World Bank Report Poverty: How has it changed?

The 2015 report, Poverty in a Rising Africa, is the first of two sequential reports aimed at better understanding progress in poverty reduction in Africa and articulating a policy agenda to accelerate it.

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Africa's number of “extremely wealthy” are increasing, while inequality widens across the continent, a World Bank Group report finds.

The 2015 report, Poverty in a Rising Africa, is the first of two sequential reports aimed at better understanding progress in poverty reduction in Africa and articulating a policy agenda to accelerate it.

In the report, Vice President, Africa Region World Bank Makhtar Diop said the latest estimates from the World Bank suggested that the share of the African population in extreme poverty declined —from 56 percent in 1990 to 43 percent in 2012, at a time when Africa’s population continued to expand rapidly.

He said a result of this was the number of people living in extreme poverty still increased by more than 100 million.

“These are staggering numbers. Further, it is projected that the world’s extreme poor will be increasingly concentrated in Africa.”

He said the findings of the report are both “encouraging and sobering”.

For the subset of 23 countries for which comparable surveys are available with which to assess trends in inequality, half the countries experienced a decline in inequality and the other half saw an increase.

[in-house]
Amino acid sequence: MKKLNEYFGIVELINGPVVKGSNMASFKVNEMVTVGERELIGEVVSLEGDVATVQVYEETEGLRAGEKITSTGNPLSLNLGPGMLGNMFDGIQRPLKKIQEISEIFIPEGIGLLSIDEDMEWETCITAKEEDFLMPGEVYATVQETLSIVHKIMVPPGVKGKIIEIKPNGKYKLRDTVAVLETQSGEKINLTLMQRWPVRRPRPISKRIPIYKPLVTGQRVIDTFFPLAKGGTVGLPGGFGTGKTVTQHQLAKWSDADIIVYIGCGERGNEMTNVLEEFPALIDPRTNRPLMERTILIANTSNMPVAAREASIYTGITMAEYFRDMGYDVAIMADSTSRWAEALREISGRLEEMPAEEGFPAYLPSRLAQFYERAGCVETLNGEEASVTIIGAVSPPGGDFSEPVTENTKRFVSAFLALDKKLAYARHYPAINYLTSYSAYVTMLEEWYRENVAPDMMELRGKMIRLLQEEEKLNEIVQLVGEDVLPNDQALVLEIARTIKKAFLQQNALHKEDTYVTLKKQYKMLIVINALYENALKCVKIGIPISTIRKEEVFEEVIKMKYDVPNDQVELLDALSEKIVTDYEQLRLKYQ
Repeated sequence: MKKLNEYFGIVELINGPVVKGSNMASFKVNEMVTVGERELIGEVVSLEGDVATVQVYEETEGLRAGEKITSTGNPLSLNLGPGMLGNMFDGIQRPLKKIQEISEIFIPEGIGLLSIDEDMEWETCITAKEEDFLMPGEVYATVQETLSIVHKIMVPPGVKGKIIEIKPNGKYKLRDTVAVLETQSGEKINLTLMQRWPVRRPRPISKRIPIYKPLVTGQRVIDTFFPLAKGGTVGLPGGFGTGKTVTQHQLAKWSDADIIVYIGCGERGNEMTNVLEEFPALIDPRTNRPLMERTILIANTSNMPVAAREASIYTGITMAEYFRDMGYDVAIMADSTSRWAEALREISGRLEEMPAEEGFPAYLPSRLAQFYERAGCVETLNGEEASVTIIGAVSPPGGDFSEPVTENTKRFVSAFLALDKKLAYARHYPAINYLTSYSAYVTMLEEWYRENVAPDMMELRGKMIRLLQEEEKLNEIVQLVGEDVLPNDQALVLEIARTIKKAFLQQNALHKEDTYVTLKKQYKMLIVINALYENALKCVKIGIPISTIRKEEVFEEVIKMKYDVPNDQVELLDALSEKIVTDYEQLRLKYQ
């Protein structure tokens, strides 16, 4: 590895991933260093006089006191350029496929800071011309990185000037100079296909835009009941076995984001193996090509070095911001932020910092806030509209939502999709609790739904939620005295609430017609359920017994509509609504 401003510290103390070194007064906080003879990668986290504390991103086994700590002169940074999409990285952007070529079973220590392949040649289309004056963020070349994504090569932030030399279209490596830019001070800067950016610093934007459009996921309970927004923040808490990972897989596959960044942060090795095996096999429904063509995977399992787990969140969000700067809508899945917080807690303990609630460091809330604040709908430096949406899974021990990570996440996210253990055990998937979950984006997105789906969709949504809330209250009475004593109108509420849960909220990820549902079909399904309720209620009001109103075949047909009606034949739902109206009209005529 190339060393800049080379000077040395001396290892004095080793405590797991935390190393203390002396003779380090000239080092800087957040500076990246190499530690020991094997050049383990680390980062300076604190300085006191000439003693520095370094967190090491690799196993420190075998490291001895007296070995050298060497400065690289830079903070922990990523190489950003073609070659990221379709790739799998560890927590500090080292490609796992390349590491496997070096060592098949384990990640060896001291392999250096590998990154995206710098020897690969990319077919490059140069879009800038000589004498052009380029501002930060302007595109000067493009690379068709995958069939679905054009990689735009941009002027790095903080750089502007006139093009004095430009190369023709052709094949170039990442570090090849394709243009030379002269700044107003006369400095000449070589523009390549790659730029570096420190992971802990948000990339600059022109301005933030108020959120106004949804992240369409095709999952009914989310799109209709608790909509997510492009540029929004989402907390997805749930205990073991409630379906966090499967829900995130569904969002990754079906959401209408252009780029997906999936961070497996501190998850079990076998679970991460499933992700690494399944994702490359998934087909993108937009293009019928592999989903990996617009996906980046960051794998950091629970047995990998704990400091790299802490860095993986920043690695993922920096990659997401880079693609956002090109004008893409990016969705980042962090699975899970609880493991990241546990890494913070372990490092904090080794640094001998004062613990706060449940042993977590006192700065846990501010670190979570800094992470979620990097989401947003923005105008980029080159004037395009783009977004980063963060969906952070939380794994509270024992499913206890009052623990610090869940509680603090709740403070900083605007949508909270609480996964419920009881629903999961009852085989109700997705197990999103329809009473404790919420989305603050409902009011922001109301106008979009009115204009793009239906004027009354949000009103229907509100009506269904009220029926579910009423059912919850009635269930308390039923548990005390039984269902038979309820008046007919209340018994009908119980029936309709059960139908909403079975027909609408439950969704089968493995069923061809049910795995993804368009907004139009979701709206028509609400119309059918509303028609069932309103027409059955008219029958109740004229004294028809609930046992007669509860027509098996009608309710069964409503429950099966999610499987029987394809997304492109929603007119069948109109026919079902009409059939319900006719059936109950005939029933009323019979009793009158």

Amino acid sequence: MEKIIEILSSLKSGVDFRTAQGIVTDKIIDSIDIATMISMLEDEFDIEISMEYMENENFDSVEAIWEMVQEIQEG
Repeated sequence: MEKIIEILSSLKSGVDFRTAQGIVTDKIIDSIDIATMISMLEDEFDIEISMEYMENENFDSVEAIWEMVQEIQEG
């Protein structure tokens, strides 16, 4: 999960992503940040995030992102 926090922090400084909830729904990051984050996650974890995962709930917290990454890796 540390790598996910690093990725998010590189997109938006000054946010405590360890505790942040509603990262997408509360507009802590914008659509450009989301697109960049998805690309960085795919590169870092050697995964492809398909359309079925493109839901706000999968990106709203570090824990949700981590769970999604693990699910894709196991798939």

Although declines in inequality are associated with declines in poverty, poverty fell, despite increasing inequality, in many countries. For Africa as a whole, ignoring national boundaries, inequality has widened. 

Aggregate billionaire wealth increased steadily between 2010 and 2014 in Nigeria (from 0.3 percent to 3.2 percent of GDP) and South Africa (from 1.6 percent to 3.9 percent).

The number of ultra-high-net-worth individuals (people worth at least $30 million) also rose.

In Kenya, 8,000 people are estimated to own 62 percent of the country’s wealth, the report quoted.

The share of extreme wealth derived from areas prone to political capture, including extractives, has been declining, while the share derived from services and investment has been increasing.

The report pointed to lack of data to work with - calling for better data collection across Africa.

“Clearly, policies matter beyond resource availability. To maintain and accelerate the momentum of progress of the past two decades, concerted and collective efforts are also needed to further improve the quality and timeliness of poverty statistics in the region,” Diop wrote.

He wanted to see domestic political support for statistics to get better data to track progress.

“Better data will make for better decisions and better lives.”

The report noted that the coverage, comparability, and quality of household surveys to monitor living standards have improved, but in 2012, only 25 of the region’s 48 countries had conducted at least two surveys over the past decade to track poverty.

It found regular and good quality GDP, price, and census data are lacking, and needed a region-wide commitment to get better data.

It found not all GDP data available from African countries were relevant, citing Ghana as an example as Ghana leapt from low-income to lowmiddle-income country classification after rebasing its GDP in 2010.

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